Weekly Thought – January 30, 2018
Fred consistently “connected the dots.” He saw life principles playing out and enjoyed developing illustrations from everyday experiences. This week’s material is excerpted from an article in Senior Pathways magazine.
The BWFLI season begins in March with a What’s Next Roundtable event at Jarvis Christian College in Hawkins, TX. Please pray for our team, and the students. We ask for direction, preparation, and a moving of the Spirit as we spend time interacting around Fred’s topics of mentoring, networking, and persevering (Character building).
Life’s Jigsaw Puzzle
Life is like a jigsaw puzzle. Sometimes all the pieces don’t immediately fit together. It is an effort that draws in both the child and the adult as we strive to assemble the finished product. There are times when others help us identify pieces which elude our gaze. One of the most frustrating experience is believing a piece fits into a space and yet just isn’t exactly right – no matter how hard we try to press it into place.
Puzzle solving styles differ. I knew an expert “puzzler” who would turn the pieces over and put it together without the assistance of the picture. Others operate by seeing the big picture before beginning. Some look for pieces which are a natural fit and gather little patches. I like to put obvious pieces together, even leaving holes because I know the correct pieces will serendipitously appear giving me great joy.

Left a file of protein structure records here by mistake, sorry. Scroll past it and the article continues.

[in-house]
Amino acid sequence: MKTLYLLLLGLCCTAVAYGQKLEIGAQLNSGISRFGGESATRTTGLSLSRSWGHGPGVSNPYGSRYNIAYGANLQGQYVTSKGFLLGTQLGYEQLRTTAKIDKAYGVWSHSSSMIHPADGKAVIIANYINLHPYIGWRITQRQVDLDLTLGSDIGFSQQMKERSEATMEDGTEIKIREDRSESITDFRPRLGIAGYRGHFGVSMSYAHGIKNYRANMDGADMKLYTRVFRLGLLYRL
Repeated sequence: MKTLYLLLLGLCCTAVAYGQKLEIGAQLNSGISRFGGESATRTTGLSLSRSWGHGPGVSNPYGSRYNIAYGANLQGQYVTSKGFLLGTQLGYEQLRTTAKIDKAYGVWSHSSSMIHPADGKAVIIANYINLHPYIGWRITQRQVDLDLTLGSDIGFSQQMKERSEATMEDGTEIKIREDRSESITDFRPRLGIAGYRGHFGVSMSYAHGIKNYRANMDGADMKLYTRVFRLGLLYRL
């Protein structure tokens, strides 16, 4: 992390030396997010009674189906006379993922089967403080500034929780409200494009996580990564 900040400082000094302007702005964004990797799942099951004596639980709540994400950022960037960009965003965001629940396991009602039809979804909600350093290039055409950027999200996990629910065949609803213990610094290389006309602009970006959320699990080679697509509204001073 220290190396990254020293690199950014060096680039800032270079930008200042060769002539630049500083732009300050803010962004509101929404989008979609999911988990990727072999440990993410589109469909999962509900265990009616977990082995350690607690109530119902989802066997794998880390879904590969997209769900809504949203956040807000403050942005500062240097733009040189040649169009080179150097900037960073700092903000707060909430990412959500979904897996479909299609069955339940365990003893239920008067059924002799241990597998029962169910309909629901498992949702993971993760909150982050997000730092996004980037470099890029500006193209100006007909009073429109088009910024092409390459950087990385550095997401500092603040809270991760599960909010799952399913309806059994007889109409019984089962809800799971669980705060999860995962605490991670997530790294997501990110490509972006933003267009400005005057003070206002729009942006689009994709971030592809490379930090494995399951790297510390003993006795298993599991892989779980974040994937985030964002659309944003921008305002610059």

It is always better to continue making progress rather than agonizing and being paralyzed by the seemingly missing piece. Those who get caught up in the missing pieces of their life puzzles can be overwhelmed and stop making progress. This is giving into immaturity.
I find it interesting to see how people begin the project. I find it helpful to put the border together to give the puzzle structure. Some just jump in putting together pieces by color, shape, or design. Have you ever watched people tried to build a life without forming a foundation? They might put pieces together randomly, but they float around without a substructure.
Pieces don’t stand on their own – each is part of the whole. Life’s puzzle is like that, too. For example, I once heard a Buddhist priest who converted to Christianity give his testimony. For all his life he trained in meditation, but came to an empty end. When he found Christ he realized all his years of devotional living now had meaning. He found the true Source. He saw the picture on the box. The pieces fit together.
Think about this week: 1) What is the picture on my puzzle box? 2) Who is helping me put my puzzle together? 3) How do I handle the frustration when the pieces don’t seem to fit?
Words of Wisdom: “I like to put obvious pieces together, even leaving holes because I know the correct pieces will serendipitously appear giving me great joy.”
Wisdom from the Word: “The Lord strengthens and protects me; I trust in him with all my heart. I am rescued and my heart is full of joy; I will sing to him in gratitude.” (Psalm 28:7 NET Bible)